Quitting: Is it failure?

Quit. It can be such a negative word. I’ve heard messages my entire life of “don’t quit” or “don’t give up.”

I use the word “quit” with my kids almost every single day in the form of “Quit fighting!” I laugh at that because they’re never going to stop fighting. When they really get into an argument that won’t let up, I make them do more chores. I figure if they’re going to fight, they might as well do something productive while they argue.

We encourage our children to stick with sports or their music, dance or karate lessons that we may or may not have pressured them into taking in the first place. Quitters never win, and winners never quit, right? But let’s get real here, what if someone legitimately sucks at something? Is it okay to quit then? Must they have exhausted all efforts and failed first? Is failing once enough to quit? Twice? Three times?

What if you truly hate what you’re doing? What if doing it crushes a piece of your soul with every breath? Then, is it acceptable to quit? Continue reading “Quitting: Is it failure?”

When I grow up

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When you were a kid, what did you want to be when you grew up? I think my first answer to that question was a mommy. I would play with my dolls and pretend I was their mommy. I would change their clothes, pack a diaper bag, and have my dolls ride in a toy car seat buckled into the car. Basically, I would imitate how my mother took care of my baby sister.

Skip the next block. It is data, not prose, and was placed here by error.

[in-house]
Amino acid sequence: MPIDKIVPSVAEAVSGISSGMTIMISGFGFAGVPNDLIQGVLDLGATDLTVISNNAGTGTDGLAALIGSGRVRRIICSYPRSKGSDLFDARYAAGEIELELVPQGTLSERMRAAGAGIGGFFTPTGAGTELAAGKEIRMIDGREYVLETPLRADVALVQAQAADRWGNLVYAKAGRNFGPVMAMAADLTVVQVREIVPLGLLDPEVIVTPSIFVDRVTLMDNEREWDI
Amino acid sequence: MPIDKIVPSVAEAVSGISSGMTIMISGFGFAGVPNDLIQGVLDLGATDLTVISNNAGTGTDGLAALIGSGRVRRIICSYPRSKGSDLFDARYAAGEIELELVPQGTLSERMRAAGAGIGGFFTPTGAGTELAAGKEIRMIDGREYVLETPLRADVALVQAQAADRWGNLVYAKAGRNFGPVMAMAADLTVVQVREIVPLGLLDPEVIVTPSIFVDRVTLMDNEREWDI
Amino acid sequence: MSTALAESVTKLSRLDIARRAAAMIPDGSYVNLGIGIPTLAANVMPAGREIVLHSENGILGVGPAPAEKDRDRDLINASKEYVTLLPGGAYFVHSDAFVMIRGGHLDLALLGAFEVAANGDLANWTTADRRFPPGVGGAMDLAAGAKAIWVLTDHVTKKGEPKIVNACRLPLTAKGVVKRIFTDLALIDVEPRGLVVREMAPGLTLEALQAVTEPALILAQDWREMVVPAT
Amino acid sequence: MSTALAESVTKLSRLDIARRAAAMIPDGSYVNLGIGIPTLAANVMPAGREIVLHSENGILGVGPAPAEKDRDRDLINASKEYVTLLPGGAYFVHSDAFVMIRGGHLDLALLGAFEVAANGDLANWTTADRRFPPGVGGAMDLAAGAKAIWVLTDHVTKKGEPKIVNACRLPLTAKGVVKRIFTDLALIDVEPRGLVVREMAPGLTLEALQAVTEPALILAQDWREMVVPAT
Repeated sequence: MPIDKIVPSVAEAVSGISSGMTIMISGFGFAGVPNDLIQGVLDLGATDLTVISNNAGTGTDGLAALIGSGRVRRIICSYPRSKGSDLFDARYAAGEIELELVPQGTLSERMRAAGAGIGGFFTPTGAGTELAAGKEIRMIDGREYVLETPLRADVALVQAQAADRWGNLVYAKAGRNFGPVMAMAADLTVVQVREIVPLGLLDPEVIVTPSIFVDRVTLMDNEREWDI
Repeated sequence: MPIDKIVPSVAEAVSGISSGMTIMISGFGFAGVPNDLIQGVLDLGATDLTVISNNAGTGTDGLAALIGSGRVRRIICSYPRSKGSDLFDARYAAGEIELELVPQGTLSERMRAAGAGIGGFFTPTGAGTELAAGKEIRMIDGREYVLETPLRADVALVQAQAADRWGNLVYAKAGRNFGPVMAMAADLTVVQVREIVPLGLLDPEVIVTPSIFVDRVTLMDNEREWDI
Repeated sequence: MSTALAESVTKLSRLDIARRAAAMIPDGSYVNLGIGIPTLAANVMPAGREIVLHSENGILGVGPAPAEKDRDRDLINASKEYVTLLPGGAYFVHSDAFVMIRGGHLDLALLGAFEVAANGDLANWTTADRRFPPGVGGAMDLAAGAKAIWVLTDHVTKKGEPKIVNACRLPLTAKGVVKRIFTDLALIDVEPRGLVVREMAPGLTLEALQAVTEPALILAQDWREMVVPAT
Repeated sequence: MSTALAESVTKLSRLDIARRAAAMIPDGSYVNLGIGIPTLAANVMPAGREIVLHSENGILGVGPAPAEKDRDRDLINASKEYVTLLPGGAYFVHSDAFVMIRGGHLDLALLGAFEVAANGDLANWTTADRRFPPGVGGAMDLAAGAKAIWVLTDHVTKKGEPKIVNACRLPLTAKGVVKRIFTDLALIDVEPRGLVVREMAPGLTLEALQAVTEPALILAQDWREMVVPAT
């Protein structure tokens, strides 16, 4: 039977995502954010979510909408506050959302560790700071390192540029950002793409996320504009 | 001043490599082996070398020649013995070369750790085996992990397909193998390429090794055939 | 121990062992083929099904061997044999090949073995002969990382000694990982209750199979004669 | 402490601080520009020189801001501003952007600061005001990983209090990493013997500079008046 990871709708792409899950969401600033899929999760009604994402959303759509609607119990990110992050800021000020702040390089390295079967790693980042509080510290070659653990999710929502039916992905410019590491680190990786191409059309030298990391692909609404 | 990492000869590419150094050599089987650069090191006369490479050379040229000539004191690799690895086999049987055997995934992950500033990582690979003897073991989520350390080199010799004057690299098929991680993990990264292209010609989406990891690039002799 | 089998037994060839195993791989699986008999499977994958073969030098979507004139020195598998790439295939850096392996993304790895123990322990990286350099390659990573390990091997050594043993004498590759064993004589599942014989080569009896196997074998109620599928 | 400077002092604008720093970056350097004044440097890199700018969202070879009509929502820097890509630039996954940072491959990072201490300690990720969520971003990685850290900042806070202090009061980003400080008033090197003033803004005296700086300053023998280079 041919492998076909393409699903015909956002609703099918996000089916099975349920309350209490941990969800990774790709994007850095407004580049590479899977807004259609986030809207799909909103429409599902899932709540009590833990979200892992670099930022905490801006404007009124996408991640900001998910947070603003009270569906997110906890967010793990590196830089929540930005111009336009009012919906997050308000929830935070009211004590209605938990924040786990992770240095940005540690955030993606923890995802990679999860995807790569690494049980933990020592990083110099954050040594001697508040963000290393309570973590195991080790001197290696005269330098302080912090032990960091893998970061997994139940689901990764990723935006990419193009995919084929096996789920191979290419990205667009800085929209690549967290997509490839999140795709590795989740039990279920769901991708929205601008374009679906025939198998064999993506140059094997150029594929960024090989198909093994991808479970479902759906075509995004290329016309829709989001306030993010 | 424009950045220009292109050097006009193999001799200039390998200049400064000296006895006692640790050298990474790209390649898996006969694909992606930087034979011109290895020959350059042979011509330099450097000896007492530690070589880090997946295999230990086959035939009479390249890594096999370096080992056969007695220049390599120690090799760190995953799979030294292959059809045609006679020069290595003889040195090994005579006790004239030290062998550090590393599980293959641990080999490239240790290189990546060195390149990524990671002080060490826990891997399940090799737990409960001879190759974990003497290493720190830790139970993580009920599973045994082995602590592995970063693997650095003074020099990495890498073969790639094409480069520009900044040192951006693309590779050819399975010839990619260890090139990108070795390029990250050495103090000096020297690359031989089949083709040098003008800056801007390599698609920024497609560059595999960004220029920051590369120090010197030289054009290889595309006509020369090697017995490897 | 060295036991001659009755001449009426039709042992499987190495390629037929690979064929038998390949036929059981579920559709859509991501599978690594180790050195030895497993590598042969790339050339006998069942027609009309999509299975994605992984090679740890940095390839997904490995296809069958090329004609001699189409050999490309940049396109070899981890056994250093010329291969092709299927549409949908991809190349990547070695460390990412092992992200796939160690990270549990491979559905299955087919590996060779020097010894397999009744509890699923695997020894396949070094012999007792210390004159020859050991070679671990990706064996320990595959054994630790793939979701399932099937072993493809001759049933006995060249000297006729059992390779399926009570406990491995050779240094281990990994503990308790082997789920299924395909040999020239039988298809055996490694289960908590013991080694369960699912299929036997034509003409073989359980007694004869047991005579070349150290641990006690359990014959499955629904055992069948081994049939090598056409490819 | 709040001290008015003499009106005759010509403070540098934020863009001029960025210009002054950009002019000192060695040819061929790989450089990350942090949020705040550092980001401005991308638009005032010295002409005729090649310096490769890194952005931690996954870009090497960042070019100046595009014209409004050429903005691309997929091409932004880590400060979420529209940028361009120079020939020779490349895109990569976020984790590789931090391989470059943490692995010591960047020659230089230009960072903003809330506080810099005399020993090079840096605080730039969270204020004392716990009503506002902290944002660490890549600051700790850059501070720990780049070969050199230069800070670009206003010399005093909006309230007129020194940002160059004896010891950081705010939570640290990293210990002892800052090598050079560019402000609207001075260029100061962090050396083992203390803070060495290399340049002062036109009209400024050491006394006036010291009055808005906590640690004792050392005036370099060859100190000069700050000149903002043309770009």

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Next, I wanted to be a teacher. I used to play school with my stuffed animals all the time. Looking back, I find this ironic because there were times when I hated school. I felt lonely and left out sometimes. Other times, there was too much attention when I would have preferred to blend in. Adolescence can be difficult for the meek. Thank God for great teachers, friends, my family, and a lousy guidance counselor (or was she?) who had reservations about me “making it” in college so far away from my comfort zone. At any hard time when I briefly entertained the thought of quitting, I thought about that guidance counselor’s comment and decided that succeeding—if only to spite her—was worth it. Continue reading “When I grow up”

Chapter One Draft: What I Learned That Summer

In keeping with a tradition I started with “Jordan’s Sister,” I am sharing the first chapter of my latest WIP, “What I Learned That Summer.” It is the story of 14-year-old Kincaid Walsh and her summer of life lessons. I am not sure yet if it is YA or General Fiction. I will figure it out as I go. Something you should know about her: she’s a bit of rebel and has dyed her hair pink.

Chapter 1
June 1995

They never asked me if I wanted to come to this godforsaken place for the summer. My parents just threw a duffel bag at me and told me to pack enough stuff for six weeks. Six whole weeks away from my friends. Almost two months stranded in the middle of nowhere with my grandparents at their small motel. The movies I’d seen involving motels by lakes never ended well.

“Kincaid,” my mother said. “Get your bags out of the car.”

“Mom,” I said. “I’m too old for a babysitter. Can’t I just stay at home?”

“A fourteen-year-old girl, especially one with your history, has no business staying alone half the summer,” my father said. “You’re staying here. Get your butt out of the car.”

I relented and grabbed my bags out of the back of my parents’ car as they disappeared inside the main office to talk to my grandparents. I looked around the motel. I’d last visited when I was eleven, back when it was fun and only for a few days at a time—a week at the most. “I hate it here,” I muttered. “The whole place smells like fish guts and old people.”

“That’s part of its charm,” a male voice said from behind me. “Get used to it.”

Continue reading “Chapter One Draft: What I Learned That Summer”